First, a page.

ABC art: red cube (2008) Gail Hastings Exhibition Studio

ABC art: red cube

Year: 2008
Ontology: Limited edition
Edition: ABC art
In edition: 2

Medium: enamel on plywood, framed watercolour and lead pencil on paper

HxWxD cm: 72 x 312 x 20
Holdings: Available to collect

ENCYCLOPAEDIA OF THE ABC IN ART HISTORY
Art historian A insists the meaning of this work of art can be found in room one. Upon rushing through the passageway to room one, however, we could not find any meaning.

Art historian B’s books all conclude with the meaning of this work of art being found in room two. Upon rushing through the passageway to room two, we could not find any meaning.

Art historian C argues in lectures to university students, that the meaning of this work of art is divided between rooms three and four.

Upon rushing through the passageway to room three then four, however, we could not find any meaning.

Returning to the passageway, convinced this work of art has no meaning, we little realised we were standing right within it. For later the meaning was found to be here, in this passageway, between the imaginary space of fiction and the real space of a red cube – a passageway through which we have been rushing all along.

Floorplan details:

– a. book shelf with works of fiction and a 170 x 170mm red cube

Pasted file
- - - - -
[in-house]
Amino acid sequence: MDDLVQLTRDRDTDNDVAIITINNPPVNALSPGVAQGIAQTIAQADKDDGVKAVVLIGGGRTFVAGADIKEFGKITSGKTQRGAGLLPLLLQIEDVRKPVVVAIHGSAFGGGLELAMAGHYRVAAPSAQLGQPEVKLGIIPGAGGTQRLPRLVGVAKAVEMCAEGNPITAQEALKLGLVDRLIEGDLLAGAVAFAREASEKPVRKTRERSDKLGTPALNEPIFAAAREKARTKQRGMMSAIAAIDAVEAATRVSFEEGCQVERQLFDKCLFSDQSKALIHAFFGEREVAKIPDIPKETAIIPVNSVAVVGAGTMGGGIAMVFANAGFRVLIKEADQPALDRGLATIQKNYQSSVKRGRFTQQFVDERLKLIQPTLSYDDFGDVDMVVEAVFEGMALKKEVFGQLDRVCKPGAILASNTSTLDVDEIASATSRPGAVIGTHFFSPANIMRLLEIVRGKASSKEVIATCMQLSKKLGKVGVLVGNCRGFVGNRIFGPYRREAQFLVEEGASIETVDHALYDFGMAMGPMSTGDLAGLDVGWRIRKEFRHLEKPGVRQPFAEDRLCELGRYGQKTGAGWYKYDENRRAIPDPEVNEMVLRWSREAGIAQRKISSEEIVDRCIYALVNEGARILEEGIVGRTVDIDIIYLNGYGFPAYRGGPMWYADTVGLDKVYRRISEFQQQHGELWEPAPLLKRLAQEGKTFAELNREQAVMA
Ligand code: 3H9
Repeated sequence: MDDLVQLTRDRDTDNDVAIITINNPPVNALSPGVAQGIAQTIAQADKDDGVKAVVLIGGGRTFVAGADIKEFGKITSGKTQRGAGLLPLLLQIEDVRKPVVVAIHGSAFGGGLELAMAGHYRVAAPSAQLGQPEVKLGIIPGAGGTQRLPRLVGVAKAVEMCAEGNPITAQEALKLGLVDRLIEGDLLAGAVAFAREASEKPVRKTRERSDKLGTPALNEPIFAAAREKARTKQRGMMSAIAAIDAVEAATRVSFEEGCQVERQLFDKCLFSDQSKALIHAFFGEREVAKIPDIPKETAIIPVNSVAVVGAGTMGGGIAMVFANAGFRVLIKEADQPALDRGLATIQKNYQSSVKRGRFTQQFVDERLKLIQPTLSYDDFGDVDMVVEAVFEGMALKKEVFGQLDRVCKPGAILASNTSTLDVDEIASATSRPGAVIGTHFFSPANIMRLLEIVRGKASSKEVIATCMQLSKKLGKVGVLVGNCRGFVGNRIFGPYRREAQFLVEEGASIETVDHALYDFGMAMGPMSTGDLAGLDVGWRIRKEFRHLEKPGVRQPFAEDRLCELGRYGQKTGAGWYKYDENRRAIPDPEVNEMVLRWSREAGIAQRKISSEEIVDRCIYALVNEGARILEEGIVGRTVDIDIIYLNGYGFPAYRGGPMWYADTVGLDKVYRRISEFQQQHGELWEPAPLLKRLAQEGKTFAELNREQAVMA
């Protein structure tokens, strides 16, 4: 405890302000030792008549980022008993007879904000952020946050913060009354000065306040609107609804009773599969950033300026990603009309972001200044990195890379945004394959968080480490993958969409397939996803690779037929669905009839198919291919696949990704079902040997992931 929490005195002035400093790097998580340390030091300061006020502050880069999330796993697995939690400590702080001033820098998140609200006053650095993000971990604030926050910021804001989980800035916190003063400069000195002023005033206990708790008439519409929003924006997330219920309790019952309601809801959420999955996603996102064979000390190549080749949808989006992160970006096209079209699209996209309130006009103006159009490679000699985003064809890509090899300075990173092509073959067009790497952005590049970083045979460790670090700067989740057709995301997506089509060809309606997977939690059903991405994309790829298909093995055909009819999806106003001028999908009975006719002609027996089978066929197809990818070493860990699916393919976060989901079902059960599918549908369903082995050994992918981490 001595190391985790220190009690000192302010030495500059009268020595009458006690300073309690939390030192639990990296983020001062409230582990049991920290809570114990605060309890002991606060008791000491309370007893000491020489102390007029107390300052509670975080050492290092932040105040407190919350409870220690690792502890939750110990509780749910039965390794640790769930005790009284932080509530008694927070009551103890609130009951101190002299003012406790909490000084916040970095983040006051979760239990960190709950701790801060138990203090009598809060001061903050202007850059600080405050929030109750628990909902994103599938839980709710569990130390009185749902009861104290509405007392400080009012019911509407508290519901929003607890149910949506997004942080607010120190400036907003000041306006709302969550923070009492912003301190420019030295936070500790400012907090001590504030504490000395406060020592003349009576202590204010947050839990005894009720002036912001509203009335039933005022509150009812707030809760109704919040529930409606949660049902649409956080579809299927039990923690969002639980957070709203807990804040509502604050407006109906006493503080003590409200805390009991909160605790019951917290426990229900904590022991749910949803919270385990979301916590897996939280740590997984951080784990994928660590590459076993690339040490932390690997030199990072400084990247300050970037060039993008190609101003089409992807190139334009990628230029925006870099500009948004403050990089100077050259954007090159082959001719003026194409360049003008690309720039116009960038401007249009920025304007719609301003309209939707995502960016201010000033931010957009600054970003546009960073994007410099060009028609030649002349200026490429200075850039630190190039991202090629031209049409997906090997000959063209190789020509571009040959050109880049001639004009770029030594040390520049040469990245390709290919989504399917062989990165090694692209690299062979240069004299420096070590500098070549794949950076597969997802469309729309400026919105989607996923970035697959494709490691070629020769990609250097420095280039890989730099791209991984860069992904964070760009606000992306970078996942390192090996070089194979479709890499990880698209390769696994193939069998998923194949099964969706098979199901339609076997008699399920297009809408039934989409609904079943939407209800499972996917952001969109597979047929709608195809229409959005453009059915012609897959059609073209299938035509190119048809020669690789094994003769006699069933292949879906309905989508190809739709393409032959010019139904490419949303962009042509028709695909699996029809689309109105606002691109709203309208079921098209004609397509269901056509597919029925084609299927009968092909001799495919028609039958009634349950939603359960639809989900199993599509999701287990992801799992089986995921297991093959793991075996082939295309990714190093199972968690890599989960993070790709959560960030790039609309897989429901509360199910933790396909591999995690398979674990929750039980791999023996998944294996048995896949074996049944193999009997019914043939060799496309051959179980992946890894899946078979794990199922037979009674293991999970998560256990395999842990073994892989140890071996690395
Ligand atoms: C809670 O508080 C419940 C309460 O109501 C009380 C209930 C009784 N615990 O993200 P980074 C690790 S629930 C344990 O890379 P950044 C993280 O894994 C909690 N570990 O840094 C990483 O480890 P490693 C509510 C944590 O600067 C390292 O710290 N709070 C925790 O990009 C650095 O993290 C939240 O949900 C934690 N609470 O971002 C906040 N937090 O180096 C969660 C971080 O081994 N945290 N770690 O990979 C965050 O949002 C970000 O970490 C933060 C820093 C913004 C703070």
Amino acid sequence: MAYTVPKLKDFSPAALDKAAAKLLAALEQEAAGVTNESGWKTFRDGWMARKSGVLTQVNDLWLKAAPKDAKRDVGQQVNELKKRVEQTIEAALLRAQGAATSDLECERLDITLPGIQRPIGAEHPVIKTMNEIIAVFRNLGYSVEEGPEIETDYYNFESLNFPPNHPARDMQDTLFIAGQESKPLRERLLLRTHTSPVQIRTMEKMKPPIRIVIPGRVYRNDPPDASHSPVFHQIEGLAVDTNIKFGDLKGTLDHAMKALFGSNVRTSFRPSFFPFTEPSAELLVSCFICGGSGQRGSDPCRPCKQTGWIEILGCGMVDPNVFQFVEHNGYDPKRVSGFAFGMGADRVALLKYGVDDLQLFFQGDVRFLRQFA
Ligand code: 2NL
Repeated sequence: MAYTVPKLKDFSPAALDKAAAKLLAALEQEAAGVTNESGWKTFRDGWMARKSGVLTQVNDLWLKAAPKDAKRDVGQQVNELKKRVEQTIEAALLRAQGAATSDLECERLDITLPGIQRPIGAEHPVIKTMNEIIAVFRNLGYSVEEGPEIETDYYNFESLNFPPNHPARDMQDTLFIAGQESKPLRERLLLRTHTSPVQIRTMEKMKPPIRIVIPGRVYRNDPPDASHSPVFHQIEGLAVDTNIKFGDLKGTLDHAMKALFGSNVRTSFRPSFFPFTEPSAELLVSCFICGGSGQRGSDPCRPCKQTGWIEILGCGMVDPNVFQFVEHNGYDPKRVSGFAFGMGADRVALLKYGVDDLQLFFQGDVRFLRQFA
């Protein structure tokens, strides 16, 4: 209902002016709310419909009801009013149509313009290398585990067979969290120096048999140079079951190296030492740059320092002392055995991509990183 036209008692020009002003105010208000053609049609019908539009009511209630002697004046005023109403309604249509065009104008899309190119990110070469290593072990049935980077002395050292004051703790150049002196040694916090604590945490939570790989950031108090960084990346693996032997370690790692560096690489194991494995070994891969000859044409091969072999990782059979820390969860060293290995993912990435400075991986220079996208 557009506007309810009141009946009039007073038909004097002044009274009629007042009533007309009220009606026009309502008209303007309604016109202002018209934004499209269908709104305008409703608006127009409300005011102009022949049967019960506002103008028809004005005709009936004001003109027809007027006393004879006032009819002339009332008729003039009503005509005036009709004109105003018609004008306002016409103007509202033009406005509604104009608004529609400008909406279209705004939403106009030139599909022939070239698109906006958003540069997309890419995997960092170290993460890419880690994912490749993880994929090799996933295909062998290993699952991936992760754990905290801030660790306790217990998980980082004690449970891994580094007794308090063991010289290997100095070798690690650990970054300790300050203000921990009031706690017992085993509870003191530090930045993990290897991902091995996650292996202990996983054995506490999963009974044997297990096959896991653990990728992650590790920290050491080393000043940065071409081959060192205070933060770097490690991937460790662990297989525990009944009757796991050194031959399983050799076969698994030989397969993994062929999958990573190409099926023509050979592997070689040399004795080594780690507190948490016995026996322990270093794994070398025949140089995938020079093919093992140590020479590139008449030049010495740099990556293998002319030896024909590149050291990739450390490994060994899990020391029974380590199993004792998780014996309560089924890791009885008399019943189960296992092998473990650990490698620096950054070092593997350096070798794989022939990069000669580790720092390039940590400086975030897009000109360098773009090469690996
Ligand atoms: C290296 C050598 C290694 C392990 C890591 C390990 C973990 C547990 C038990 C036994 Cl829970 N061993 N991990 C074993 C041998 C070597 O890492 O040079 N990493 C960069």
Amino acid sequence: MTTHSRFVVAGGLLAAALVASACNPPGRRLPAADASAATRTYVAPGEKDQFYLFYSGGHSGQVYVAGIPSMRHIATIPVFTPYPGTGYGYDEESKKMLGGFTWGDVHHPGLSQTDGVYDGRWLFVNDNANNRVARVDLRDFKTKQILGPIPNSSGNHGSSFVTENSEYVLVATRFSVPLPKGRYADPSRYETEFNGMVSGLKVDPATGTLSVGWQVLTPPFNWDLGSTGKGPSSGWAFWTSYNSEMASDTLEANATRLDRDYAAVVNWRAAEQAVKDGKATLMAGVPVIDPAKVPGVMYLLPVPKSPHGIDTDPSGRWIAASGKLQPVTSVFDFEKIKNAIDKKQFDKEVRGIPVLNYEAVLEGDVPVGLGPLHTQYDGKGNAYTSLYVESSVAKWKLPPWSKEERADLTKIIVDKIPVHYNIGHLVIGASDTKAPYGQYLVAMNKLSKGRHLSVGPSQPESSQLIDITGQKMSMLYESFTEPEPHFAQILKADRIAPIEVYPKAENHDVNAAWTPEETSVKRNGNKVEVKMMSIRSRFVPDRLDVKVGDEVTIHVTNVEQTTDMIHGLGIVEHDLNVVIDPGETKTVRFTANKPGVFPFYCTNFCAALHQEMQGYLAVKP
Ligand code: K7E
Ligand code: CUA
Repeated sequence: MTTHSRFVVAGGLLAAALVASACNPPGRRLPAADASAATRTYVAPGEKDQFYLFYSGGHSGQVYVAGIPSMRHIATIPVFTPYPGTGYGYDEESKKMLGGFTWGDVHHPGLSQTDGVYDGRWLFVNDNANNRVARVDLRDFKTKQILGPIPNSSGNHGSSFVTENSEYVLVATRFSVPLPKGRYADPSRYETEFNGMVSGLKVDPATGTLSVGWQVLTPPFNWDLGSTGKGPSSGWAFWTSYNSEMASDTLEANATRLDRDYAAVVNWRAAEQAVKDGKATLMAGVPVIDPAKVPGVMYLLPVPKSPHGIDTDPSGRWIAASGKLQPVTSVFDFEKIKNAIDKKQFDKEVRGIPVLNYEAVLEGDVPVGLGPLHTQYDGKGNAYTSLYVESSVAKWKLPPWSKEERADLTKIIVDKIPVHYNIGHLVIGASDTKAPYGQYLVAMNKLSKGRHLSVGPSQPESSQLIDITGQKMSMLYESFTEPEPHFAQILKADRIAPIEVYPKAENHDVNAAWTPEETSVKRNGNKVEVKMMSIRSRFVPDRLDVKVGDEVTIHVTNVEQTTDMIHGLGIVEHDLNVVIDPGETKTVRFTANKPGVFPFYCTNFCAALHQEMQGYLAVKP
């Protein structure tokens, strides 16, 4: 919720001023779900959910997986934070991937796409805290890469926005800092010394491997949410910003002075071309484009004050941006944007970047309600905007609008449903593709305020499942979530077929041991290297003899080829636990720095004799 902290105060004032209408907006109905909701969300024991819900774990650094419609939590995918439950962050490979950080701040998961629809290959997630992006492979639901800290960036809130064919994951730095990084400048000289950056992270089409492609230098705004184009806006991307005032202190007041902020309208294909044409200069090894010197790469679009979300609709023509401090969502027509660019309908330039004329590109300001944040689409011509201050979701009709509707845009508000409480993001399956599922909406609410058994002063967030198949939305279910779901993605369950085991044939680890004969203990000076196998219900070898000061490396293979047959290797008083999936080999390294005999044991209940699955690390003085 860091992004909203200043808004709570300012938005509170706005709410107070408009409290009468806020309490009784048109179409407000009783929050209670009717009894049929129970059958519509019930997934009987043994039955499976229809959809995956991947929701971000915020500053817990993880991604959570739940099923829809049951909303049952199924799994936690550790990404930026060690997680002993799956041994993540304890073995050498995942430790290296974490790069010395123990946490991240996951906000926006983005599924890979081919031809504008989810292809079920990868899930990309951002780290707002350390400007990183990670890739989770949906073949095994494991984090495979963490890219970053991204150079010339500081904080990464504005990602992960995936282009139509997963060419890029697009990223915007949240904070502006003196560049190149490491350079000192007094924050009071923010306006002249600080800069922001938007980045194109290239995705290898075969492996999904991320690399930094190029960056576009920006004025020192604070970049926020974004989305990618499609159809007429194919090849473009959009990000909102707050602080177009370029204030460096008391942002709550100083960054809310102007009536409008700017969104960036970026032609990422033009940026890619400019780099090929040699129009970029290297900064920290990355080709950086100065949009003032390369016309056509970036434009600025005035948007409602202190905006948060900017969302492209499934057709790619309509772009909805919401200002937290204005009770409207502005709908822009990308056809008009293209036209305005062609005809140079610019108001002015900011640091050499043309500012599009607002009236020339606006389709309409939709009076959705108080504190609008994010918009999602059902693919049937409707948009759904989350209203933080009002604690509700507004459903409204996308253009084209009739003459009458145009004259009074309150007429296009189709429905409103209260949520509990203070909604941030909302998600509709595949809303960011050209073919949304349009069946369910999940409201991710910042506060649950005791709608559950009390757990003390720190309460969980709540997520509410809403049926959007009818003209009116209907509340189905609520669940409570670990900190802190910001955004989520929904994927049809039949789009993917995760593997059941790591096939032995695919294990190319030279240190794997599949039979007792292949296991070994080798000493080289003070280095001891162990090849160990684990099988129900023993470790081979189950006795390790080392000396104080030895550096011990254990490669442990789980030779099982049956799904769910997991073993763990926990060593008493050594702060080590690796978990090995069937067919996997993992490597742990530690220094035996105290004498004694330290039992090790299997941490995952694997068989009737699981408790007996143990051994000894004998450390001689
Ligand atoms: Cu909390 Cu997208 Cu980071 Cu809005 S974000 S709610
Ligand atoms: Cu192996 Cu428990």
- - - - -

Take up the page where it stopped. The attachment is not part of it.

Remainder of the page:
– b. a page from the Encyclopaedia of the ABC in Art History
– room 1;  ledge where someone found their coffee cup but not its saucer
– room 2; ledge where someone found their coffee saucer but not its cup
–  room 3;  where someone wondered why the architect designed such a long room
– room 4: where someone did not notice they where in a particularly long room
– imaginary space of fiction
– passageway
– real space for a red cube
– a room for an encyclopaedia with lots of windows but no door


ABC art: red cube is available to collect.

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Bibliography
Sue Cramer, ‘Notes on Contemporary Post-Minimalism (part III): The Viewer’, in Sue Cramer (ed.), Less is More: Minimal and Post-Minimal Art in Australia, exhibition catalogue, Heidi Museum of Modern Art, Melbourne 2012, pp.67–9.
Melissa Keys, ‘Gail Hastings: Sculptural Situations’, Sculptural Situations: Gail Hastings, exhibition catalogue, Perth Institute of Contemporary Art, Perth 2008.
Andrew McNamara, ‘Gail Hastings’, in Sue Cramer (ed.), Less is More: Minimal and Post-Minimal Art in Australia, exhibition catalogue, Heidi Museum of Modern Art, Melbourne 2012, pp.90–1.
Andrew McNamara, ‘Making space for the invisible architecture of the social’, Sculptural Situations: Gail Hastings, exhibition catalogue, Perth Institute of Contemporary Art, Perth 2008.